Black-faced Bunting Emberiza spodocephala 灰頭鵐

Category I. Common passage migrant and winter visitor to a diverse range of vegetated often damp open-country areas. Generally, the commonest and most widespread bunting in HK. Numbers have declined however, especially in spring.


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Mar. 2017, Michelle and Peter Wong. Male.

Rather dull and poorly-marked bunting with characteristic habit of momentarily spreading open the tail revealing white in the outer feathers, a behaviour that can be used to identify birds at some distance when plumage is indistinct. Adult male in breeding plumage has dull grey head, throat and chest with blackish lores, forehead and chin, indistinct wing bars, yellowish washed belly and flanks with dark streaks on the latter, dull brown upperparts streaked darker and plain greyish-brown rump.

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Apr. 2013, Michelle and Peter Wong. Female.

Female has brownish-grey head with pale throat and submoustachial, indistinct supercilium, off white underparts with faint yellowish tinge, darkly-streaked flanks, dull grey-brown rump.


The ‘zik’ or ‘zwik’ call is quite distinctive among buntings in HK in being loud, slightly longer in duration than most and, when heard well, somewhat piercing.


In winter it is usually found in transitional areas adjacent to open country, such as the edges of active or abandoned agricultural land, fish pond bunds and the edges of reed beds; it is often associated with damp areas. It occurs in shrubland areas only if there are open patches of grassland and is sometimes found in more extensive grassland areas at higher altitudes. It tends to occur more widely in shrubland on passage when it is also occasionally found in parks or gardens in the urban area. Numbers are highest in the Deep Bay area, but it occurs throughout HK; records from the islands are most frequent during passage periods.


Black-faced Bunting is usually present from the middle of October to the first week of May (Figure 1). Extreme dates in the period are 12 October 2002 (though the earliest on record occurred on 19 September 1993) and 29 May 2007 (the latest on record). Numbers are highest in the last three weeks of November indicating passage through HK. The wintering population appears to be established from the first week of December to late February or early March. Spring passage is indicated by a minor peak in the second half of March and first half of April.

This contrasts with the pattern shown by ringing data for the period prior during which there was a rather weak passage in autumn during November and early December and a much stronger spring passage peaking at the end of March and the beginning of April. Despite the difference in data type, this change in status is considered accurate.

It also appears there has been a substantial decrease in the number of birds passing through in spring. The largest number recorded in HK is a count of 200 at Mai Po on 24 March 1992, while ringing totals of 20 or more were regular in spring in the early 1990s, the highest being 118 in the last week of March 1991. Such counts would be exceptional now, even in non-ringing activities. Since 1999 over 98% of records comprise counts of ten birds or fewer, whereas in the final two decades of the last century typical single site counts in midwinter were of 20 to 30 birds, rising to 50 or 60 in spring.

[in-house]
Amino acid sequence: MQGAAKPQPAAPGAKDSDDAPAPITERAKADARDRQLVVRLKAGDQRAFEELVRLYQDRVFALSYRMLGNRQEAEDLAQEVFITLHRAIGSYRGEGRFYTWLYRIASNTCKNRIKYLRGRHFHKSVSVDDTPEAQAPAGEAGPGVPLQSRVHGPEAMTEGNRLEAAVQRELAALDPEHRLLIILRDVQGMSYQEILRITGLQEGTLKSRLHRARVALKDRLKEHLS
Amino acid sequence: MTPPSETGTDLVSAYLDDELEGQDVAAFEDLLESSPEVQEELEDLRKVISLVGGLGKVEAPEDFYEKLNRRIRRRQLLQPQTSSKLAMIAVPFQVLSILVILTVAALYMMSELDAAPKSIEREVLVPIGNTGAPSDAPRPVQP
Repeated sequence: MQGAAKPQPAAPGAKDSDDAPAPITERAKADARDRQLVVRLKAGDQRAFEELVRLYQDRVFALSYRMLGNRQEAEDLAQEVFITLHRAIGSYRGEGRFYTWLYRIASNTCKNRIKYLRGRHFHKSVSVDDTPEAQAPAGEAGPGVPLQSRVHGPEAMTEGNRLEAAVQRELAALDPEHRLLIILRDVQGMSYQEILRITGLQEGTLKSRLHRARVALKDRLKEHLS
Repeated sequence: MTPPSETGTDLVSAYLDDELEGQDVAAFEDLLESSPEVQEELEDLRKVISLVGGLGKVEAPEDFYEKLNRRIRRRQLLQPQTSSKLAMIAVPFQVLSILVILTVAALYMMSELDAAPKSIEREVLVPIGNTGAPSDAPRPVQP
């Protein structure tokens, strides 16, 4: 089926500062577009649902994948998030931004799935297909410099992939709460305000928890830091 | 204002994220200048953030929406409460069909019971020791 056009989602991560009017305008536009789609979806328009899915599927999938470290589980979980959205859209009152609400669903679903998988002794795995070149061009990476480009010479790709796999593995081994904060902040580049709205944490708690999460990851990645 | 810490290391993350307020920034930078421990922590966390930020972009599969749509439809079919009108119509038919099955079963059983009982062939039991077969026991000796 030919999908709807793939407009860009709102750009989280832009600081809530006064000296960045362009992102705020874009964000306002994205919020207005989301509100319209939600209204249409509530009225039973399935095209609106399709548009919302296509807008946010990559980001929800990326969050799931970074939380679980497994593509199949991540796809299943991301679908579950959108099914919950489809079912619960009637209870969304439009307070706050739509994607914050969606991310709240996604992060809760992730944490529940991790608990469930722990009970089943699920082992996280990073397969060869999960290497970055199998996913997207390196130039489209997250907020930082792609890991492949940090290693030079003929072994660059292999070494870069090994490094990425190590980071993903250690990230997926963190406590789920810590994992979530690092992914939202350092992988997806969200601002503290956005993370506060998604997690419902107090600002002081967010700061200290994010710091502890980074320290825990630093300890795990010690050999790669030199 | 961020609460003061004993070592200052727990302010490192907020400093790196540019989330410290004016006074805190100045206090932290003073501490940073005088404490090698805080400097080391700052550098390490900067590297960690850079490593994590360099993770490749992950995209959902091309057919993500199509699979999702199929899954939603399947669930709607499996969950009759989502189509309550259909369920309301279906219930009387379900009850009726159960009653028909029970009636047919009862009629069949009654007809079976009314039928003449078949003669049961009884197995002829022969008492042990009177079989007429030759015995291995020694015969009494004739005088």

Black-faced Bunting was considered common in HK after it was first recorded by Swinhoe (1861) until the publication of Carey et al. (2001).


This species occurs less often in defined flocks than its congeners. Frequently and briefly fans outer tail feathers when foraging.


Breeds from southern Siberia and north Mongolia east to Ussuriland and northeast China, and also in central China; winters in north Indochina and south China (Kirwan et al. 2022). In China it is a summer visitor in the central Chang Jiang (Yangtze River) and in Heilongjiang and a winter visitor from the south coast north to Beijing, where it occurs uncommonly (Liu and Chen 2020, Birding Beijing 2020).

Two subspecies are recognised: nominate spodocephala breeding from southern Siberia east to Sakhalin and northeast China, and sordida, which breeds in central China. The latter has darker more saturated colours and more extensive black on the face (Shirihai and Svensson 2018). Yellow on underparts of the nominate taxon varies from almost absent to rather obvious, the latter on easterly breeding birds, and overlaps with that on sordida. It is presumed all or most birds occurring in HK are the nominate taxon.


IUCN: Least Concern. Population trend stable.

Figure 1.

Kirwan, G. M., J. L. Copete, C. Hansasuta, and P. F. D. Boesman (2022). Black-faced Bunting (Emberiza spodocephala), version 1.0. In Birds of the World (N. D. Sly, Editor). Cornell Lab of Ornithology, Ithaca, NY, USA.

Liu, Y. and Y. H. Chen (eds) (2020). The CNG Field Guide to the Birds of China (in Chinese). Hunan Science and Technology Publication House, Changsha.

Shirihai, H. and L. Svensson (2018). Handbook of Western Palearctic Birds Vol. 2. Passerines: Flycatchers to Buntings. Helm, London.

Swinhoe, R. (1861). Notes on the ornithology of Hong Kong, Macao and Canton, made during the latter end of February, March, April and the beginning of May 1860. Ibis 1861: 23-57.

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